- The district supports the inclusion of religious literature, music, drama and the arts in the curriculum provided it is intrinsic to the learning experience in the various fields of study and is presented objectively. Care should be taken when considering the seasonal inclusion of literature, music, drama and the arts that the use not lead to the observation or celebration of a particular religious holiday. Religious music should not dominate and any dramatic productions should emphasize the cultural aspects of the holiday. For example, while recognizing the holiday season, none of the school activities in December should have the purpose or effect of promoting or inhibiting religion;
- Instruction should never foster any particular religious tenets or demean any religious beliefs or non-beliefs;
- The emphasis on religious themes in the arts, literature and history should be appropriate to its educational value and only as extensive as necessary for a balanced and comprehensive study of these areas;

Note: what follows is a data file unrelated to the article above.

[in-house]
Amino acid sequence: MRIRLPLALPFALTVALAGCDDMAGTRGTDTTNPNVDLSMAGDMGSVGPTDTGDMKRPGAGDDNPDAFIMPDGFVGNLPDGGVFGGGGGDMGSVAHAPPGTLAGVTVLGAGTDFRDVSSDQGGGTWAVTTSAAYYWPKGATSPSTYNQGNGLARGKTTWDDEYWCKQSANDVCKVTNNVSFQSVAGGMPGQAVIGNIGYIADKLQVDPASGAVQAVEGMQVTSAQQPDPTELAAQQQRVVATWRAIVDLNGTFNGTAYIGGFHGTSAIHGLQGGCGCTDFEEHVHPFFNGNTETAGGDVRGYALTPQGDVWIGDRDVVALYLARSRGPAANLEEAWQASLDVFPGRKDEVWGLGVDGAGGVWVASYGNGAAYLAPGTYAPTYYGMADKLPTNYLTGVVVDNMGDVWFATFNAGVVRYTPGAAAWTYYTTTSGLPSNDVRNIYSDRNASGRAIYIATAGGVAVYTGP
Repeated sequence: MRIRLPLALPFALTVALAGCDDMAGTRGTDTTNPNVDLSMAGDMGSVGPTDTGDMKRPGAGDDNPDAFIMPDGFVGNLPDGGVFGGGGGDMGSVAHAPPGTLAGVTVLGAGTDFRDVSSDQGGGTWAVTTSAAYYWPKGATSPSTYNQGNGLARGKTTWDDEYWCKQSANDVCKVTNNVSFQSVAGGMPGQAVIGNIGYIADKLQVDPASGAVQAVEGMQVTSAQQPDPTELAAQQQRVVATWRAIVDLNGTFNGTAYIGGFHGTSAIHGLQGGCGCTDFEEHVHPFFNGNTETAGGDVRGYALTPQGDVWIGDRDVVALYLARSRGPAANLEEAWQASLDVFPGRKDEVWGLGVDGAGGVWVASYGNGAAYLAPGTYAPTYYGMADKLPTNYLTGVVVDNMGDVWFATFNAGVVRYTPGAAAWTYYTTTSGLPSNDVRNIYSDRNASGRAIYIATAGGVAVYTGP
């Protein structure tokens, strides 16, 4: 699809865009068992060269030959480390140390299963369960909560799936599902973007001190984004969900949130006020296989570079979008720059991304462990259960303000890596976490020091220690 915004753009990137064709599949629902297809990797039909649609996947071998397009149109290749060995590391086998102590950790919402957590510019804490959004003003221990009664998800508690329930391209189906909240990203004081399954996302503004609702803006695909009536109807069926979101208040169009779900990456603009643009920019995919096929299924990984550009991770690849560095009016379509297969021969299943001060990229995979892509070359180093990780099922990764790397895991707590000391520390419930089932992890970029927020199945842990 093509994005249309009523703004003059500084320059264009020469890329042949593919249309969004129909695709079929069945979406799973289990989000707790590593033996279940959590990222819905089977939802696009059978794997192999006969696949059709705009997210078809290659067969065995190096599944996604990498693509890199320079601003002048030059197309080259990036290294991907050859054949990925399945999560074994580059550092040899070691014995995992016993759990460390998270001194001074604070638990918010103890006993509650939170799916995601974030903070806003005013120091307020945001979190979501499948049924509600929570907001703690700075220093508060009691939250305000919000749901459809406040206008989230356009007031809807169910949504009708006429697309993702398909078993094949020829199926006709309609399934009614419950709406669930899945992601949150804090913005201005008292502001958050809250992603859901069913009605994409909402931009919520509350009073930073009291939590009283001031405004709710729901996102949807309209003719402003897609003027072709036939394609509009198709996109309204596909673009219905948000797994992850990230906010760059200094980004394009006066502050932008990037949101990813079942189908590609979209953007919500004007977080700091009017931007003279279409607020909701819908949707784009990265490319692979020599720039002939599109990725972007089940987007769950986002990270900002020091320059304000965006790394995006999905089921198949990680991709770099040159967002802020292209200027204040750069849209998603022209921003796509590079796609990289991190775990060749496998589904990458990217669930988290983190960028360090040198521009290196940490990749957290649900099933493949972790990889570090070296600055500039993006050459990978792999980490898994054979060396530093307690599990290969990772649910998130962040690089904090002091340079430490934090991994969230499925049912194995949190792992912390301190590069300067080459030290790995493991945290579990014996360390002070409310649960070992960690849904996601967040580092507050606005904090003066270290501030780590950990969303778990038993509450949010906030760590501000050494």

- Student-initiated expressions in response to questions or assignments which reflect their beliefs or non-beliefs about religious themes shall be accommodated. For example, students are free to express religious belief or non-belief in compositions, art forms, music, speech and debate.
The practice of the district is to excuse students from state- or district-required programs, learning activities and expectations when those programs, activities or expectations conflict with religious beliefs of parents and students (according to Oregon Administrative Rules). In the case of individual lessons, students may be assigned alternative assignments in a way which is not embarrassing to the student. When a significant portion of a state- or district-required course is objectionable, the student will be granted an exemption from the course and any expectations assigned to that course. In such cases, the student will be expected to enroll in another class and, at the high school level, to earn a credit in lieu of the exempted course. The exemption from a course on religious grounds does not reduce the number of credits required for graduation from the district. Any waiver or exemption from state- or district-required courses must be acknowledged in writing by the parent, and a copy of the request and decision must be filed with the appropriate executive administrator of school improvement and support as well as attached to the transcript.